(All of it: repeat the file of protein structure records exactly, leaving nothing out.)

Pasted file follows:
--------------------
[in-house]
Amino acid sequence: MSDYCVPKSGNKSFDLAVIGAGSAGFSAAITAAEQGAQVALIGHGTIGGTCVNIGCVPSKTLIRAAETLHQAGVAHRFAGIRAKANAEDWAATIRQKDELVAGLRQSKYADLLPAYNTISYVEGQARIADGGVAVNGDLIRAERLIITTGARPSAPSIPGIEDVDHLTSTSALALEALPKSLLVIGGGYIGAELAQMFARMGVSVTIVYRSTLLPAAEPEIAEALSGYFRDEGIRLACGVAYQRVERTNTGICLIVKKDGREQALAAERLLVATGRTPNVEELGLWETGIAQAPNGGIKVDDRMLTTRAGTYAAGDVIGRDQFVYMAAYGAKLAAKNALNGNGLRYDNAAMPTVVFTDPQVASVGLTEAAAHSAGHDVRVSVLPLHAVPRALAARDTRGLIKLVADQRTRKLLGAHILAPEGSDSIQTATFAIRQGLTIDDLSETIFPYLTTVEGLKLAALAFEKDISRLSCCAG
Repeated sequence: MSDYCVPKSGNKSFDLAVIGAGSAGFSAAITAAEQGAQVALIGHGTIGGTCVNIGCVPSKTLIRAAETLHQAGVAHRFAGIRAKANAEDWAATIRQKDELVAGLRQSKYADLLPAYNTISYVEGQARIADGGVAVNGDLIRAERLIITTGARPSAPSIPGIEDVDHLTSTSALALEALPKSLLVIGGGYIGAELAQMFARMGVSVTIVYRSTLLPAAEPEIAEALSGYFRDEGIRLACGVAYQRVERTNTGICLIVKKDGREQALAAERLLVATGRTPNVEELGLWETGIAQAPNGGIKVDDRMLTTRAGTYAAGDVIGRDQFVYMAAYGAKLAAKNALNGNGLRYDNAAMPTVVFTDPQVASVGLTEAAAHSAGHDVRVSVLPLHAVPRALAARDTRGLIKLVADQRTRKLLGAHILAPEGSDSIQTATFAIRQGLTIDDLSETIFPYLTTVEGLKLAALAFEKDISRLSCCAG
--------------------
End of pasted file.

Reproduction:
[in-house]
Amino acid sequence: MSDYCVPKSGNKSFDLAVIGAGSAGFSAAITAAEQGAQVALIGHGTIGGTCVNIGCVPSKTLIRAAETLHQAGVAHRFAGIRAKANAEDWAATIRQKDELVAGLRQSKYADLLPAYNTISYVEGQARIADGGVAVNGDLIRAERLIITTGARPSAPSIPGIEDVDHLTSTSALALEALPKSLLVIGGGYIGAELAQMFARMGVSVTIVYRSTLLPAAEPEIAEALSGYFRDEGIRLACGVAYQRVERTNTGICLIVKKDGREQALAAERLLVATGRTPNVEELGLWETGIAQAPNGGIKVDDRMLTTRAGTYAAGDVIGRDQFVYMAAYGAKLAAKNALNGNGLRYDNAAMPTVVFTDPQVASVGLTEAAAHSAGHDVRVSVLPLHAVPRALAARDTRGLIKLVADQRTRKLLGAHILAPEGSDSIQTATFAIRQGLTIDDLSETIFPYLTTVEGLKLAALAFEKDISRLSCCAG
Repeated sequence: MSDYCVPKSGNKSFDLAVIGAGSAGFSAAITAAEQGAQVALIGHGTIGGTCVNIGCVPSKTLIRAAETLHQAGVAHRFAGIRAKANAEDWAATIRQKDELVAGLRQSKYADLLPAYNTISYVEGQARIADGGVAVNGDLIRAERLIITTGARPSAPSIPGIEDVDHLTSTSALALEALPKSLLVIGGGYIGAELAQMFARMGVSVTIVYRSTLLPAAEPEIAEALSGYFRDEGIRLACGVAYQRVERTNTGICLIVKKDGREQALAAERLLVATGRTPNVEELGLWETGIAQAPNGGIKVDDRMLTTRAGTYAAGDVIGRDQFVYMAAYGAKLAAKNALNGNGLRYDNAAMPTVVFTDPQVASVGLTEAAAHSAGHDVRVSVLPLHAVPRALAARDTRGLIKLVADQRTRKLLGAHILAPEGSDSIQTATFAIRQGLTIDDLSETIFPYLTTVEGLKLAALAFEKDISRLSCCAG